The Role of the Earth in Merleau-Ponty’s Archaeological Phenomenology

Chiasmi International 16:255-273 (2014)
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Abstract
This paper argues that the concept of the Earth plays a pivotal role in Merleau-Ponty’s thinking in two ways. First, the concept assumes a special importance in terms of Merleau-Ponty’s relation to Husserl via the fragment known as “The Earth Does Not Move.” Two, from this fragment, the Earth marks a key theme around which Merleau-Ponty’s late philosophy revolves. In particular, it is with the concept of the Earth that Merleau-Ponty will develop his archaeologically oriented phenomenology. To defend this claim, the paper unfolds in three stages. First, I provide a preliminary reading of Husserl’s fragment, focusing in particular on the co-constitution of body and Earth. Two, I turn to Merleau-Ponty’s interpretations of this fragment, especially in the lectures on nature and then in the later lectures on Husserl. From these varying interpretations, the germs of Merleau-Ponty’s archaeological phenomenology are conceived. Accordingly, in the final part of the paper, I claim that Merleau-Ponty’s account of the Earth is Husserlian insofar as it reinforces the primordial “ground (sol) of experience” but at the same time marks a departure from Husserl insofar as the Earth registers a brute or wild layer that resists phenomenology.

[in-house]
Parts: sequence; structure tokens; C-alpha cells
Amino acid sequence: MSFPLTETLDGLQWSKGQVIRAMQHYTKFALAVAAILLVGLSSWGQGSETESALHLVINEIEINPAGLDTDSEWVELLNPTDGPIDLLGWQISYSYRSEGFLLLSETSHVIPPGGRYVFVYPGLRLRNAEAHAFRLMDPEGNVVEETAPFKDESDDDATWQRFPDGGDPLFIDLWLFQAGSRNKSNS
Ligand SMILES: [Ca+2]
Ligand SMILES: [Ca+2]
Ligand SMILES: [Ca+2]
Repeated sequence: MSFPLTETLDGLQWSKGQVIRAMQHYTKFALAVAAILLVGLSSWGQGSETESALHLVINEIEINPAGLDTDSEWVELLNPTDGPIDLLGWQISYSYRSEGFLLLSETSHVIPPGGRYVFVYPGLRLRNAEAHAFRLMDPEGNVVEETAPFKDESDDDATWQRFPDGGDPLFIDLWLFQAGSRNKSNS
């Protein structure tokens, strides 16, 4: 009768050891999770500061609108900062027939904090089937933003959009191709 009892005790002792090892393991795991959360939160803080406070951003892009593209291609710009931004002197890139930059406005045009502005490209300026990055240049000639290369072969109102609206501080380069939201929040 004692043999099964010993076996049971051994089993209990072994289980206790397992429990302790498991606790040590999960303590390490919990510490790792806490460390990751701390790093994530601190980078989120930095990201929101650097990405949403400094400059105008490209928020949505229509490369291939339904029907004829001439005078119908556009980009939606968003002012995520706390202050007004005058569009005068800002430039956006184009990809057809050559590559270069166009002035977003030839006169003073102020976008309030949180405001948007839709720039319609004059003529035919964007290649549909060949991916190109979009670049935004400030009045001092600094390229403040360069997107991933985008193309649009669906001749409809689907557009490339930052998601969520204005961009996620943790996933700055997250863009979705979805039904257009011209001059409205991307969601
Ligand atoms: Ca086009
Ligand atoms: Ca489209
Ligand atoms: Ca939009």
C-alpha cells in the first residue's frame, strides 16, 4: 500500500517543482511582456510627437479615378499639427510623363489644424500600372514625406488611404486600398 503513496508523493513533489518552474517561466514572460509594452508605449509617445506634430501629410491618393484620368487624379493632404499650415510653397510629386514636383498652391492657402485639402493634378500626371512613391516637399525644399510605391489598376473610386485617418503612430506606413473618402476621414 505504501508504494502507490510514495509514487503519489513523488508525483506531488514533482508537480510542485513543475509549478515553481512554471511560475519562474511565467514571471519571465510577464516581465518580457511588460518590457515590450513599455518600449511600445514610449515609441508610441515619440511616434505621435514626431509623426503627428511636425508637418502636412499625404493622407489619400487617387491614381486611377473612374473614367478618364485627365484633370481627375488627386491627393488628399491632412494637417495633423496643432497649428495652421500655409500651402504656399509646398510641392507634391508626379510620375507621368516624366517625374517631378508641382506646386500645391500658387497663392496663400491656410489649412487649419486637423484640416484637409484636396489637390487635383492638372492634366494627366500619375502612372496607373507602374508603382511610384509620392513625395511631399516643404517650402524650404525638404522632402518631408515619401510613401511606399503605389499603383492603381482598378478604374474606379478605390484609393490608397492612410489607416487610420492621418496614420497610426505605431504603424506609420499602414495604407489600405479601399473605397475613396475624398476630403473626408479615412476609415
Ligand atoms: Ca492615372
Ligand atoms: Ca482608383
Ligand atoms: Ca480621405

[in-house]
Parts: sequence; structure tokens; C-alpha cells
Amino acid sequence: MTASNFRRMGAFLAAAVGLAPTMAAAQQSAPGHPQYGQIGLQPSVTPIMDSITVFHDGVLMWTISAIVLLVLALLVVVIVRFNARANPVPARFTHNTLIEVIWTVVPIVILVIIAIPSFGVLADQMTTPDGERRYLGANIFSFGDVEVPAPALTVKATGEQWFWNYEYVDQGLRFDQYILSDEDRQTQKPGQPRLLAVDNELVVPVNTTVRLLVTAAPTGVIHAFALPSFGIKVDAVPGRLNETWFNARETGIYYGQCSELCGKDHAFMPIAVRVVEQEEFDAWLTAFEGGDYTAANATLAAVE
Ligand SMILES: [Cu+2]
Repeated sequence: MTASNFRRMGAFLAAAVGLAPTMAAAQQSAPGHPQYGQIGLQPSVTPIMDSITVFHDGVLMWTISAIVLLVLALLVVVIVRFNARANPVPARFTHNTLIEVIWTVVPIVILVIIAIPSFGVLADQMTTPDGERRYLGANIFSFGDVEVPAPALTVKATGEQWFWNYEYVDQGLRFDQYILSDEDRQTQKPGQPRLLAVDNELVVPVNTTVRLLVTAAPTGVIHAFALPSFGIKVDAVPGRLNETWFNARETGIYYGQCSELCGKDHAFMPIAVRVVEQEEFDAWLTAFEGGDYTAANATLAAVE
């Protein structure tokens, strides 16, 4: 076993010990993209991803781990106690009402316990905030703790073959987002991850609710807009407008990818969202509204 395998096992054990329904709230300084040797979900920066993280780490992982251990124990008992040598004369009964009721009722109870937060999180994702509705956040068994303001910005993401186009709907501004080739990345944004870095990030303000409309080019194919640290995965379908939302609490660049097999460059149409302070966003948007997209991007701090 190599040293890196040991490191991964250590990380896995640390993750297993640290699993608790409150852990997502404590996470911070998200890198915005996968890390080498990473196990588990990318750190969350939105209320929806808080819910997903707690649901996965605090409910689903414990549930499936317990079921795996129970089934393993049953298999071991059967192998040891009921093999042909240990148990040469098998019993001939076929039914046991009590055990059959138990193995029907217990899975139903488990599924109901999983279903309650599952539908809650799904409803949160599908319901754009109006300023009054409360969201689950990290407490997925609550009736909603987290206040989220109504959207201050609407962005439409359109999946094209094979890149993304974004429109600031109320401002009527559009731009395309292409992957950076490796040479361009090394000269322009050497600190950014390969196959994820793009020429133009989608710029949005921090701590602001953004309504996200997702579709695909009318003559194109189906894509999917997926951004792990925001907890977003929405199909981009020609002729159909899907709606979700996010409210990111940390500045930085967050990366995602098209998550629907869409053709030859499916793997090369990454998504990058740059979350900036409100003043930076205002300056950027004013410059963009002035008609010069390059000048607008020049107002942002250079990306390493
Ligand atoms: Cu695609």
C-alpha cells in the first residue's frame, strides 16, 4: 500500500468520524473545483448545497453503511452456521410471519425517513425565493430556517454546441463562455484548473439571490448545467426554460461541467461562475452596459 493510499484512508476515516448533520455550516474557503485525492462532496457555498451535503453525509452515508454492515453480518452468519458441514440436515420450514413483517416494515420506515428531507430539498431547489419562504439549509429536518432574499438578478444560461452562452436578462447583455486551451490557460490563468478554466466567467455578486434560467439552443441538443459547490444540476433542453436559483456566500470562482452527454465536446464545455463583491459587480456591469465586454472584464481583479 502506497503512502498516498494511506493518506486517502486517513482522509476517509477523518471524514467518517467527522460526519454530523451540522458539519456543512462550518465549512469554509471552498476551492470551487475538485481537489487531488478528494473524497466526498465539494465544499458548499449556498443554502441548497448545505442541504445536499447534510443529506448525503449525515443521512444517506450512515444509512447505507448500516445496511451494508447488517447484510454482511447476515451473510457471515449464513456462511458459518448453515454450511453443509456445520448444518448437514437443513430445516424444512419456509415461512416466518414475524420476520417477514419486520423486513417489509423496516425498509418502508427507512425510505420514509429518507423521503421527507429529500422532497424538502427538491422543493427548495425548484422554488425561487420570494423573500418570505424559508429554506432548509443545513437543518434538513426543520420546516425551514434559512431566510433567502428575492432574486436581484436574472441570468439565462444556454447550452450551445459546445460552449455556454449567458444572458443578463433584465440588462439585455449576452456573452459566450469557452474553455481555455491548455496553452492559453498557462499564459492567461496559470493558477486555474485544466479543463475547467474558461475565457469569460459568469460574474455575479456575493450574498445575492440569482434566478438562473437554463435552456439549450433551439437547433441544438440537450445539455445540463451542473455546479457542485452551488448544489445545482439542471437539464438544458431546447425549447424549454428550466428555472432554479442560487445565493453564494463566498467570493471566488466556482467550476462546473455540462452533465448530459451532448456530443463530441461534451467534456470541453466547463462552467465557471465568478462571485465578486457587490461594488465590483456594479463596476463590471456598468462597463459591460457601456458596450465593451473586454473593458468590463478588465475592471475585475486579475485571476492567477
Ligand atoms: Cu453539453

ISBN(s)
1637-6757
PhilPapers/Archive ID
TRITRO-8
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Archival date: 2015-11-21
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2015-08-25

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